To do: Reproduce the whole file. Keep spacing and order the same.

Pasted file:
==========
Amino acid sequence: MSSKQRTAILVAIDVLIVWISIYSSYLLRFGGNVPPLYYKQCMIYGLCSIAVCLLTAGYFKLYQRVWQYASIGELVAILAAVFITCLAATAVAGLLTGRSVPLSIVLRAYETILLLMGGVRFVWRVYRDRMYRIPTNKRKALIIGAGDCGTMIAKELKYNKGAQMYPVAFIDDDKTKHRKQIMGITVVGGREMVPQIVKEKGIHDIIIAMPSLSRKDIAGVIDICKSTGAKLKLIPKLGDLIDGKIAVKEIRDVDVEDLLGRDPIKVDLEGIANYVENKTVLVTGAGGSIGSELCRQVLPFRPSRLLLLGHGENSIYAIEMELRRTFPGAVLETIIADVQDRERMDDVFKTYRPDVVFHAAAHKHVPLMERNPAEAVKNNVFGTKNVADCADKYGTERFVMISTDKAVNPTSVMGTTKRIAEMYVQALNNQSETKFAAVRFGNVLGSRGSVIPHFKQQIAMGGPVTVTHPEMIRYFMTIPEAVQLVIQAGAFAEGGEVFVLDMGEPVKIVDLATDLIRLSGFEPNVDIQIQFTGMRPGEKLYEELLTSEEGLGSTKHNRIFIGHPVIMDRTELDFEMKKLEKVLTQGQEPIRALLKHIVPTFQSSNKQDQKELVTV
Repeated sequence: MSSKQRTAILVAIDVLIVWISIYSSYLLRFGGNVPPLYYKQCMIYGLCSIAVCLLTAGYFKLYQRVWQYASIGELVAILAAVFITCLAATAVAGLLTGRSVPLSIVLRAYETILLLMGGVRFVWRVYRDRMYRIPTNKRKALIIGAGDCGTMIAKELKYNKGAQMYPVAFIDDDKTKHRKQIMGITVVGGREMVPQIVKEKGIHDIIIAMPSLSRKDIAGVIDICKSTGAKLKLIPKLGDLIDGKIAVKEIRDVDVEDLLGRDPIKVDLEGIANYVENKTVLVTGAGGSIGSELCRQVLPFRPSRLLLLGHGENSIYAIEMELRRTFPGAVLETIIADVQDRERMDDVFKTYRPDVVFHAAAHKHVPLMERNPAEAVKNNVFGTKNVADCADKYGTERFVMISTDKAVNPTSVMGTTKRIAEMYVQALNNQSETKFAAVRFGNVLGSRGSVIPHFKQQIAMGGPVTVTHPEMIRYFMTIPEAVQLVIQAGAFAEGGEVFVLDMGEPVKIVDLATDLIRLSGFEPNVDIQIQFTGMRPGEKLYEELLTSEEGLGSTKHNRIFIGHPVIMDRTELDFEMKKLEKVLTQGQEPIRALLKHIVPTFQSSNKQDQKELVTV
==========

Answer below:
Amino acid sequence: MSSKQRTAILVAIDVLIVWISIYSSYLLRFGGNVPPLYYKQCMIYGLCSIAVCLLTAGYFKLYQRVWQYASIGELVAILAAVFITCLAATAVAGLLTGRSVPLSIVLRAYETILLLMGGVRFVWRVYRDRMYRIPTNKRKALIIGAGDCGTMIAKELKYNKGAQMYPVAFIDDDKTKHRKQIMGITVVGGREMVPQIVKEKGIHDIIIAMPSLSRKDIAGVIDICKSTGAKLKLIPKLGDLIDGKIAVKEIRDVDVEDLLGRDPIKVDLEGIANYVENKTVLVTGAGGSIGSELCRQVLPFRPSRLLLLGHGENSIYAIEMELRRTFPGAVLETIIADVQDRERMDDVFKTYRPDVVFHAAAHKHVPLMERNPAEAVKNNVFGTKNVADCADKYGTERFVMISTDKAVNPTSVMGTTKRIAEMYVQALNNQSETKFAAVRFGNVLGSRGSVIPHFKQQIAMGGPVTVTHPEMIRYFMTIPEAVQLVIQAGAFAEGGEVFVLDMGEPVKIVDLATDLIRLSGFEPNVDIQIQFTGMRPGEKLYEELLTSEEGLGSTKHNRIFIGHPVIMDRTELDFEMKKLEKVLTQGQEPIRALLKHIVPTFQSSNKQDQKELVTV
Repeated sequence: MSSKQRTAILVAIDVLIVWISIYSSYLLRFGGNVPPLYYKQCMIYGLCSIAVCLLTAGYFKLYQRVWQYASIGELVAILAAVFITCLAATAVAGLLTGRSVPLSIVLRAYETILLLMGGVRFVWRVYRDRMYRIPTNKRKALIIGAGDCGTMIAKELKYNKGAQMYPVAFIDDDKTKHRKQIMGITVVGGREMVPQIVKEKGIHDIIIAMPSLSRKDIAGVIDICKSTGAKLKLIPKLGDLIDGKIAVKEIRDVDVEDLLGRDPIKVDLEGIANYVENKTVLVTGAGGSIGSELCRQVLPFRPSRLLLLGHGENSIYAIEMELRRTFPGAVLETIIADVQDRERMDDVFKTYRPDVVFHAAAHKHVPLMERNPAEAVKNNVFGTKNVADCADKYGTERFVMISTDKAVNPTSVMGTTKRIAEMYVQALNNQSETKFAAVRFGNVLGSRGSVIPHFKQQIAMGGPVTVTHPEMIRYFMTIPEAVQLVIQAGAFAEGGEVFVLDMGEPVKIVDLATDLIRLSGFEPNVDIQIQFTGMRPGEKLYEELLTSEEGLGSTKHNRIFIGHPVIMDRTELDFEMKKLEKVLTQGQEPIRALLKHIVPTFQSSNKQDQKELVTV